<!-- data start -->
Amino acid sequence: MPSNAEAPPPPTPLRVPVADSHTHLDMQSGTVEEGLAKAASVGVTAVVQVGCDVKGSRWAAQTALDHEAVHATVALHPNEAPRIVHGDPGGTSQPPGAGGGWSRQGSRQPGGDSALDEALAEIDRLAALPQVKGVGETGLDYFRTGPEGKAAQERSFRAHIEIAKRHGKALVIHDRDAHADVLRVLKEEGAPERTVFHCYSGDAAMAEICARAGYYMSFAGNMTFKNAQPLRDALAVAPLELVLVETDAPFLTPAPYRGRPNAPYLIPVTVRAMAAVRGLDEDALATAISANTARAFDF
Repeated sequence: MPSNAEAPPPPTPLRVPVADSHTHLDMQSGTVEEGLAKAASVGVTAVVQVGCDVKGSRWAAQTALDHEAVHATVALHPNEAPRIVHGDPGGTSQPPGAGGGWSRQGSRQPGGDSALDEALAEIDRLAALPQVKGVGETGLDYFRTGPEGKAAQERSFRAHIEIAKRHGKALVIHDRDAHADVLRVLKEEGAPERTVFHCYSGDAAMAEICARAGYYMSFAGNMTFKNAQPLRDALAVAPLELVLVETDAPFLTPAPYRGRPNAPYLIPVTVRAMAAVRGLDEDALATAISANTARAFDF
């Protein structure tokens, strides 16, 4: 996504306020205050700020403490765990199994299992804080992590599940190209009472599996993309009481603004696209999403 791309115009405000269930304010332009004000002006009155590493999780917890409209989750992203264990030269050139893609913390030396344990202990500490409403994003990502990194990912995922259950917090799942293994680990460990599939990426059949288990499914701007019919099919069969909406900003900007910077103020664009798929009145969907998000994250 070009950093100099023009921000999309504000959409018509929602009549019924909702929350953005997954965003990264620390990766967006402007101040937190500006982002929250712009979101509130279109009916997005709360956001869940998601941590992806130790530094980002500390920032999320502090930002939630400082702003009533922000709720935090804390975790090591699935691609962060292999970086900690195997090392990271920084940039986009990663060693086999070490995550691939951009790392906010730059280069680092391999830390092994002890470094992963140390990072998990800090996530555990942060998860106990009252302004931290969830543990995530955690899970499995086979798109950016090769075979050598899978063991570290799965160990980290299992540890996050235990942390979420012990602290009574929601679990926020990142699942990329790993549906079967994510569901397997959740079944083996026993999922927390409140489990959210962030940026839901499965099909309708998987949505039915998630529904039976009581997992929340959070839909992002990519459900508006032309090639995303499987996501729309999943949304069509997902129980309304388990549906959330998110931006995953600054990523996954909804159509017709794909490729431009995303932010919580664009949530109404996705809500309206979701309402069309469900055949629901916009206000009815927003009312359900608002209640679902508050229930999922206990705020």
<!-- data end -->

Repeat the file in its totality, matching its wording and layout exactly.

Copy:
Amino acid sequence: MPSNAEAPPPPTPLRVPVADSHTHLDMQSGTVEEGLAKAASVGVTAVVQVGCDVKGSRWAAQTALDHEAVHATVALHPNEAPRIVHGDPGGTSQPPGAGGGWSRQGSRQPGGDSALDEALAEIDRLAALPQVKGVGETGLDYFRTGPEGKAAQERSFRAHIEIAKRHGKALVIHDRDAHADVLRVLKEEGAPERTVFHCYSGDAAMAEICARAGYYMSFAGNMTFKNAQPLRDALAVAPLELVLVETDAPFLTPAPYRGRPNAPYLIPVTVRAMAAVRGLDEDALATAISANTARAFDF
Repeated sequence: MPSNAEAPPPPTPLRVPVADSHTHLDMQSGTVEEGLAKAASVGVTAVVQVGCDVKGSRWAAQTALDHEAVHATVALHPNEAPRIVHGDPGGTSQPPGAGGGWSRQGSRQPGGDSALDEALAEIDRLAALPQVKGVGETGLDYFRTGPEGKAAQERSFRAHIEIAKRHGKALVIHDRDAHADVLRVLKEEGAPERTVFHCYSGDAAMAEICARAGYYMSFAGNMTFKNAQPLRDALAVAPLELVLVETDAPFLTPAPYRGRPNAPYLIPVTVRAMAAVRGLDEDALATAISANTARAFDF
């Protein structure tokens, strides 16, 4: 996504306020205050700020403490765990199994299992804080992590599940190209009472599996993309009481603004696209999403 791309115009405000269930304010332009004000002006009155590493999780917890409209989750992203264990030269050139893609913390030396344990202990500490409403994003990502990194990912995922259950917090799942293994680990460990599939990426059949288990499914701007019919099919069969909406900003900007910077103020664009798929009145969907998000994250 070009950093100099023009921000999309504000959409018509929602009549019924909702929350953005997954965003990264620390990766967006402007101040937190500006982002929250712009979101509130279109009916997005709360956001869940998601941590992806130790530094980002500390920032999320502090930002939630400082702003009533922000709720935090804390975790090591699935691609962060292999970086900690195997090392990271920084940039986009990663060693086999070490995550691939951009790392906010730059280069680092391999830390092994002890470094992963140390990072998990800090996530555990942060998860106990009252302004931290969830543990995530955690899970499995086979798109950016090769075979050598899978063991570290799965160990980290299992540890996050235990942390979420012990602290009574929601679990926020990142699942990329790993549906079967994510569901397997959740079944083996026993999922927390409140489990959210962030940026839901499965099909309708998987949505039915998630529904039976009581997992929340959070839909992002990519459900508006032309090639995303499987996501729309999943949304069509997902129980309304388990549906959330998110931006995953600054990523996954909804159509017709794909490729431009995303932010919580664009949530109404996705809500309206979701309402069309469900055949629901916009206000009815927003009312359900608002209640679902508050229930999922206990705020």